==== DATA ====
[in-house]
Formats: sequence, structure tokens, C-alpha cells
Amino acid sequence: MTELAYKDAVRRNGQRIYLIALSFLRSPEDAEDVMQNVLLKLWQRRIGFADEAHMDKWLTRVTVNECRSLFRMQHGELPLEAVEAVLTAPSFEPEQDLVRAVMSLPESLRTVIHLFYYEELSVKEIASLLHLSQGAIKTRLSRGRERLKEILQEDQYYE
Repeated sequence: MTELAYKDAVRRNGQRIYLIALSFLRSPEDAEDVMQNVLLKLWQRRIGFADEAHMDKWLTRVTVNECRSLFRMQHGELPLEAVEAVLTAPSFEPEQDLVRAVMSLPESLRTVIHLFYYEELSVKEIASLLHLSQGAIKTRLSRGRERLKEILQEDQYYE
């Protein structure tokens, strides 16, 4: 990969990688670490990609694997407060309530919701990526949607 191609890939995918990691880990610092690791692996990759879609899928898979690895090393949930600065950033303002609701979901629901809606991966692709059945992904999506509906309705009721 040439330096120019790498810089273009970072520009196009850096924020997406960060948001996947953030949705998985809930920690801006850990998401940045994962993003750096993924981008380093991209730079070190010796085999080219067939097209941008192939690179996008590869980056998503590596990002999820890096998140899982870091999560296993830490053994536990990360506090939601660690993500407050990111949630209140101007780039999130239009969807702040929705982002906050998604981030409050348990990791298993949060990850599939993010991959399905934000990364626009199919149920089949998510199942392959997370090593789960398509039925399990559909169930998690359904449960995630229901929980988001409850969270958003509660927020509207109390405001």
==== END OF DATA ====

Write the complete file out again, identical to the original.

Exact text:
[in-house]
Formats: sequence, structure tokens, C-alpha cells
Amino acid sequence: MTELAYKDAVRRNGQRIYLIALSFLRSPEDAEDVMQNVLLKLWQRRIGFADEAHMDKWLTRVTVNECRSLFRMQHGELPLEAVEAVLTAPSFEPEQDLVRAVMSLPESLRTVIHLFYYEELSVKEIASLLHLSQGAIKTRLSRGRERLKEILQEDQYYE
Repeated sequence: MTELAYKDAVRRNGQRIYLIALSFLRSPEDAEDVMQNVLLKLWQRRIGFADEAHMDKWLTRVTVNECRSLFRMQHGELPLEAVEAVLTAPSFEPEQDLVRAVMSLPESLRTVIHLFYYEELSVKEIASLLHLSQGAIKTRLSRGRERLKEILQEDQYYE
């Protein structure tokens, strides 16, 4: 990969990688670490990609694997407060309530919701990526949607 191609890939995918990691880990610092690791692996990759879609899928898979690895090393949930600065950033303002609701979901629901809606991966692709059945992904999506509906309705009721 040439330096120019790498810089273009970072520009196009850096924020997406960060948001996947953030949705998985809930920690801006850990998401940045994962993003750096993924981008380093991209730079070190010796085999080219067939097209941008192939690179996008590869980056998503590596990002999820890096998140899982870091999560296993830490053994536990990360506090939601660690993500407050990111949630209140101007780039999130239009969807702040929705982002906050998604981030409050348990990791298993949060990850599939993010991959399905934000990364626009199919149920089949998510199942392959997370090593789960398509039925399990559909169930998690359904449960995630229901929980988001409850969270958003509660927020509207109390405001």